Nov 23, 2016
The need to use a wide range of sources of healthcare data forces both providers and health plans to look at their data and technology investments in innovative ways. This innovation is necessary to gain maximum return on investment for BI initiatives.
Healthcare business intelligence (BI) can help organizations use data to improve quality of care, increase financial effectiveness and operative efficiency, conduct research and satisfy regulatory requirements. BI and analytics have consistently proven effective tools to define patient behavior and risks associated by using data from various streams like claims, clinical systems, lab records and social channels.
The Analytics Challenge
Hospitals have made significant investments in electronic health record (EHR) technology, along with related updates to hospital billing, materials management, costing and quality systems, but they find that the promised analytics and reporting are not adequate.
To tie together data from these disparate systems and even to optimize access to data within an integrated system, a BI strategy is needed. A typical BI strategy encompasses:
- data governance;
- data staging and warehousing;
- tools for query, reporting, and dashboards;
- and a staffing model to build the initial framework and expand the architecture to serve changing business needs.
Many healthcare enterprises including providers, payers, health plans and independent services providers have made massive investments on the BI front by acquiring BI tools, technologies, platforms, hardwares and solutions. But ineffectively utilized BI infrastructure impacts ROI directly.
How BI Impacts ROI
Measuring the ROI for BI technology acquisitions is seen as a key management process that many companies ignore because calculations can be complex. New BI investments generally have direct, indirect and related expenses, so calculating the appropriate investment can be tricky.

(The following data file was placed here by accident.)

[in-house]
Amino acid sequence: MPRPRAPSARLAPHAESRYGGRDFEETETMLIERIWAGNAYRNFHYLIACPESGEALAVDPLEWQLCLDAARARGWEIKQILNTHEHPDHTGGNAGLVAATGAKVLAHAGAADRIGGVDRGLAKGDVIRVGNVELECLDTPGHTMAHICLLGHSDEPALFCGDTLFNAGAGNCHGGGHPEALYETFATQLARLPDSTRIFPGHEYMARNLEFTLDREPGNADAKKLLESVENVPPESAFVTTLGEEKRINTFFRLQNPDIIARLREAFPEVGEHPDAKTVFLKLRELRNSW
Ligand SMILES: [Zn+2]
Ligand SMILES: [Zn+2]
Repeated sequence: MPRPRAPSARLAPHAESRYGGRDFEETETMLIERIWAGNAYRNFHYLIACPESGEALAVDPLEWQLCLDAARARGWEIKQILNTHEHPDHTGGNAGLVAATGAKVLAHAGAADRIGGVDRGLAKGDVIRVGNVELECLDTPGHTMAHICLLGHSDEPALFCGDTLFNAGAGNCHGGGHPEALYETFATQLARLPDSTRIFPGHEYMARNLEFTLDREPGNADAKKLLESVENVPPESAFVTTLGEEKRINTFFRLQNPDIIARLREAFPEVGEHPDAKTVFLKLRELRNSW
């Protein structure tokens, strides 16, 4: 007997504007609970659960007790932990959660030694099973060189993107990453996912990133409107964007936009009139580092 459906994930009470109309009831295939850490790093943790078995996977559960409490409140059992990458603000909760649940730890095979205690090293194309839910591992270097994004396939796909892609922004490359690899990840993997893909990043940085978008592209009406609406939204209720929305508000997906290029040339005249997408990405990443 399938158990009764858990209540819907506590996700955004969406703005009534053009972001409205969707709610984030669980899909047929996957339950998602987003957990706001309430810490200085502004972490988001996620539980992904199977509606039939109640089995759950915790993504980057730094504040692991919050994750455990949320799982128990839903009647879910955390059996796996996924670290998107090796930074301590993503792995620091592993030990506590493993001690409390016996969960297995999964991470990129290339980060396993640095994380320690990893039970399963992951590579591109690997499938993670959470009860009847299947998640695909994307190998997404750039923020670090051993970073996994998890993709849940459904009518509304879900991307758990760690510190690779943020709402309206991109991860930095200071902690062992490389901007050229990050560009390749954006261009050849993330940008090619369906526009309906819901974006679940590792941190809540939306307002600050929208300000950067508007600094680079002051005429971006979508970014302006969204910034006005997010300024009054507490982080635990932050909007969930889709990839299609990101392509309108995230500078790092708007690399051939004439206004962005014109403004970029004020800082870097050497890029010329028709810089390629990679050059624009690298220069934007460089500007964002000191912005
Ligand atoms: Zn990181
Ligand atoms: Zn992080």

Calculating benefits and return is also a challenge. Once again, IT projects generally have both tangible and intangible benefits. And many of the benefits may not be easily assigned a monetary value. To top that, many CIOs and BI leaders face the challenge of utilizing existing BI infrastructure rather than buying a new one.
Many factors can result in low BI ROI, including: data silos; high setup and maintenance costs; missing, undefined or changing BI vision; too many BI tools and infrastructures; mortality rates of analytical algorithms; lack of automated data; substandard ETL and BI coding; underestimating existing BI capabilities; and forgetting that change is constant.
Healthcare organizations and healthcare tech solution providers can maximize BI ROI with innovative and optimal usage of existing BI infrastructure with the right approach.
The BI Solution
Fortunately, healthcare companies can make BI more effective with the help of a skilled IT vendor. Several steps can help maximize BI ROI, including evaluating current BI capabilities, consolidating BI solutions, implementing automation, removing redundancies, optimizing systems, and monitoring for continuous improvement.
Learn more about how to provide measurable ROI from your BI in our white paper.